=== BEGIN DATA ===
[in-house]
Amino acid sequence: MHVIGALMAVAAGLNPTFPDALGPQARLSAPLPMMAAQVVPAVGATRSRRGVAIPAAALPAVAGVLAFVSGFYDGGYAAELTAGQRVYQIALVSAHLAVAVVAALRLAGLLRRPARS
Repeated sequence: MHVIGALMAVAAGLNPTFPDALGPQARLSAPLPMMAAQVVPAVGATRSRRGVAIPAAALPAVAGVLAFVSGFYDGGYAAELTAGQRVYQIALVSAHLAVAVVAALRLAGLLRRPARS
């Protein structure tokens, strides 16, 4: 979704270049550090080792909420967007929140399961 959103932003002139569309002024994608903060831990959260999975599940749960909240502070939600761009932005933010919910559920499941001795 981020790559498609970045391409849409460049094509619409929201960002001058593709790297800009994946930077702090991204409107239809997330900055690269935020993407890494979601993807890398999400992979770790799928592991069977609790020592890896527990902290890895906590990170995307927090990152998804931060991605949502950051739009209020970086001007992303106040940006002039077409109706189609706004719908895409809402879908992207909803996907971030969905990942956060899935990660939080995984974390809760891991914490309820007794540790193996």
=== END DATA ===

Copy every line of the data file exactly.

[in-house]
Amino acid sequence: MHVIGALMAVAAGLNPTFPDALGPQARLSAPLPMMAAQVVPAVGATRSRRGVAIPAAALPAVAGVLAFVSGFYDGGYAAELTAGQRVYQIALVSAHLAVAVVAALRLAGLLRRPARS
Repeated sequence: MHVIGALMAVAAGLNPTFPDALGPQARLSAPLPMMAAQVVPAVGATRSRRGVAIPAAALPAVAGVLAFVSGFYDGGYAAELTAGQRVYQIALVSAHLAVAVVAALRLAGLLRRPARS
């Protein structure tokens, strides 16, 4: 979704270049550090080792909420967007929140399961 959103932003002139569309002024994608903060831990959260999975599940749960909240502070939600761009932005933010919910559920499941001795 981020790559498609970045391409849409460049094509619409929201960002001058593709790297800009994946930077702090991204409107239809997330900055690269935020993407890494979601993807890398999400992979770790799928592991069977609790020592890896527990902290890895906590990170995307927090990152998804931060991605949502950051739009209020970086001007992303106040940006002039077409109706189609706004719908895409809402879908992207909803996907971030969905990942956060899935990660939080995984974390809760891991914490309820007794540790193996």